Hypothermia is often regarded as a cold injury, because it can be caused or made worse by exposure to cold surroundings.
Being in an environment that is too cold, having certain disorders, or being unable to move increase the risk of harm caused by hypothermia.
The person shivers at first and later may become confused and lose awareness.
Getting warm and dry can lead to recovery unless the body temperature is very low.
If the body temperature is very low, doctors may warm the person with warmed oxygen and heated fluids given intravenously or passed into the bladder, stomach, abdominal cavity, or chest cavity through plastic tubes. Doctors also provide heat to the outside of the body.
(See also Overview of Cold Injuries.)
Hypothermia causes about 600 deaths each year in the United States. Hypothermia also increases the risk of death in people with heart, blood vessel, and nerve disorders.
Hypothermia results when the body loses more heat than can be replaced by increasing the amount of heat generated by the body through exercise or by increasing warming from external sources, such as a fire or the sun. Wind increases heat loss, as does sitting or lying on a cold surface or being immersed in water. Sudden immersion in very cold water may cause fatal hypothermia in 5 to 15 minutes. However, a few people, mostly infants and young children, have survived for as long as 1 hour completely submerged in ice water. The shock can shut off all systems, essentially protecting the body (see Effects of submersion in cold water). Hypothermia may also occur after prolonged exposure in only moderately cool water.
People at greatest risk are those who are lying immobile in a cold environment—such as people who have had a stroke or a seizure or who are unconscious due to intoxication, those with a low blood sugar (glucose) level, or those with an injury. Because they are not moving, these people generate less heat and also are unable to leave the cold environment. Such people are at risk of becoming hypothermic even when the surrounding temperature may be only as cold as 55 or 60° F (about 13 to 16° C).
The very young and the very old are at particular risk for developing hypothermia. People in these age groups often do not compensate for cold as well as young adults and are dependent on others to anticipate their needs and keep them warm. Very old people may become hypothermic while indoors if they remain immobile in a cold room for hours. Infants lose body heat rapidly and are particularly susceptible to hypothermia. Sometimes a disorder, such as a widespread infection or underactivity of the thyroid gland (hypothyroidism), causes or contributes to hypothermia.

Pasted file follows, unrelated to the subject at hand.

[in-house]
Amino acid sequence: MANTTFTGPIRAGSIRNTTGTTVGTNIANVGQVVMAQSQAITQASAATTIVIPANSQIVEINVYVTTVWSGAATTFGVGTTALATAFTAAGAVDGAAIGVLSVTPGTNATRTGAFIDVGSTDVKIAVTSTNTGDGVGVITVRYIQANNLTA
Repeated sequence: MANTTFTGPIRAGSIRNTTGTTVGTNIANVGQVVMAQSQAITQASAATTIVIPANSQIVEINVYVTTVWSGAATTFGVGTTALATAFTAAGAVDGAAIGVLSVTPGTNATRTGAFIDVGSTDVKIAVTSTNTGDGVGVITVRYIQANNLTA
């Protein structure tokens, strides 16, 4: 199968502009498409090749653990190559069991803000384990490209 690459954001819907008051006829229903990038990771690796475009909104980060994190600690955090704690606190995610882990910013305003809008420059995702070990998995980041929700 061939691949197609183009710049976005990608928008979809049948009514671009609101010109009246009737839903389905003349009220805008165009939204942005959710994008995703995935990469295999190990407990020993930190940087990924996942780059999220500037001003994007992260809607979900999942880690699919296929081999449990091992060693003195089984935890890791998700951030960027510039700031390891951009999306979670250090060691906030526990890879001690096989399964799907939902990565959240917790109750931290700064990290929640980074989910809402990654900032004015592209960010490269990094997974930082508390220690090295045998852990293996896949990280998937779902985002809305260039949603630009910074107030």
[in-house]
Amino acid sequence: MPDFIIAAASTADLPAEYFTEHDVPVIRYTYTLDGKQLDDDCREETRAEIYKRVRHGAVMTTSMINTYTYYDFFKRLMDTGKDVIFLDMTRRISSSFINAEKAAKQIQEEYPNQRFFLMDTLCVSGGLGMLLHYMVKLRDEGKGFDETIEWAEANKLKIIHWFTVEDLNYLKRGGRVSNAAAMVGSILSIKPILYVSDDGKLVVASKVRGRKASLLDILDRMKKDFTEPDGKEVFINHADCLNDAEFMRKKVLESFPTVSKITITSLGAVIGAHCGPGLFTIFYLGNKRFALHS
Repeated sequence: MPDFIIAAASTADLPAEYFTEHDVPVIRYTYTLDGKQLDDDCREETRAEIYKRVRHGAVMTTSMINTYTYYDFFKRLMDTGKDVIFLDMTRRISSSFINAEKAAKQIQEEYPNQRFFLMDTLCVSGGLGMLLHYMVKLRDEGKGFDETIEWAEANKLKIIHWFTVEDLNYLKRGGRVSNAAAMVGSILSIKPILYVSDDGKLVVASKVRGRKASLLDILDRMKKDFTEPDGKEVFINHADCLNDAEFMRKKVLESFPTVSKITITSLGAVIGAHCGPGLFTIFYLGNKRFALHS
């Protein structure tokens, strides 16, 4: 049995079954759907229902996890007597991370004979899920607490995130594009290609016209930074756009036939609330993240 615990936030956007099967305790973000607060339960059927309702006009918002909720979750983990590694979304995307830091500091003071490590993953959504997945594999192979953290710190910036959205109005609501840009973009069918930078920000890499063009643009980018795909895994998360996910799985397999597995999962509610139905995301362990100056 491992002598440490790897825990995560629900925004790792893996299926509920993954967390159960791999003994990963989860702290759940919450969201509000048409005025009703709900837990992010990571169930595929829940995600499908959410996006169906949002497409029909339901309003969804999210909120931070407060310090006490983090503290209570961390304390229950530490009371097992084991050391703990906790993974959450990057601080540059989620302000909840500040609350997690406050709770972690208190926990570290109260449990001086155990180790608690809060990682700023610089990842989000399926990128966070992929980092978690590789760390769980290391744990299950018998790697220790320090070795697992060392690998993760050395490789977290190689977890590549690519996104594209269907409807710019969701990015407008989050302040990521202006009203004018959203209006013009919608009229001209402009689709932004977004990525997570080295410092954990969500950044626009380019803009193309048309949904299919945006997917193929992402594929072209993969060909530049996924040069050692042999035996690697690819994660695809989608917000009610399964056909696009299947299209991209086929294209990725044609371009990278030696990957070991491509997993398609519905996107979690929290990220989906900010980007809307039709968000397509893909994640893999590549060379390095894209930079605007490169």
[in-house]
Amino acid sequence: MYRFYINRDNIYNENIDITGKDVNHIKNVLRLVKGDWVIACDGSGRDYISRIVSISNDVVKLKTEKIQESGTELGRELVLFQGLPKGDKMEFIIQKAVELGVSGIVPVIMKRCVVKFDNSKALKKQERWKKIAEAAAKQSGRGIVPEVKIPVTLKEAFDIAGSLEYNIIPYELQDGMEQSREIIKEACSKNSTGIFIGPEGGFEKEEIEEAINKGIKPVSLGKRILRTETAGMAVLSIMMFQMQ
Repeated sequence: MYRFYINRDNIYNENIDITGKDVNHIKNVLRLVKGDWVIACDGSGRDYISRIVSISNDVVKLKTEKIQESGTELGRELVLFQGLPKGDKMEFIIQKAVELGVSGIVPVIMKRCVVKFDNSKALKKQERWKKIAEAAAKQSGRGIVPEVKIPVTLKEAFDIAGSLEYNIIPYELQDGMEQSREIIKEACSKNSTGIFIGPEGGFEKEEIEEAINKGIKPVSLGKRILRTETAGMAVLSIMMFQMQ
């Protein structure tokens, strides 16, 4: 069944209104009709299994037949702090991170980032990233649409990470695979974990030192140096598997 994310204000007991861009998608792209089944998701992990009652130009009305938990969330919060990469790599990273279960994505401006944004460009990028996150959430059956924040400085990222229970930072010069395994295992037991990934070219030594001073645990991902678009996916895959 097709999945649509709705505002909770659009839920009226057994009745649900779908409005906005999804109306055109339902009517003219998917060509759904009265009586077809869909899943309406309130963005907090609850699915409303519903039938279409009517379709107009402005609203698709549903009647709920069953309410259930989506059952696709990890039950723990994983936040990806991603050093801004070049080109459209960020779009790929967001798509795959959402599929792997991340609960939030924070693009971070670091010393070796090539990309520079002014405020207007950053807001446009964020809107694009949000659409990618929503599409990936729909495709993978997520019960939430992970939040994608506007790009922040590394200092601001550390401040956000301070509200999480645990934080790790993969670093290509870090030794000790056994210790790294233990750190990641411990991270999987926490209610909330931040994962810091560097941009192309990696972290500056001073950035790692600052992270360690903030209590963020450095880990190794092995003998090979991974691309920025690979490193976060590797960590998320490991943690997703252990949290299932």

Initial symptoms of hypothermia include intense shivering and teeth chattering. As body temperature falls further,
These symptoms may develop so gradually that people, including companions of the affected person, do not realize what is happening. People may fall, wander off, or simply lie down to rest.
When shivering stops, people become more sluggish and slip into a coma. The heart and breathing rates become slower and weaker. If they are very slow, the person may seem to have no signs of life (no heartbeat or attempts to breathe) even though the heart is beating very weakly. Eventually the heart does stop.
The lower the body temperature is, the higher the risk of death. Death may occur at body temperatures below 88° F (about 31° C) but is most likely to occur below 83° F (about 28° C).
Aging takes a toll on the body’s ability to adapt to the cold. With aging, the body becomes less efficient at shivering and at diverting blood away from the surface of the body. Also, the layer of fat just under the skin thins, so there is less insulation to prevent heat loss.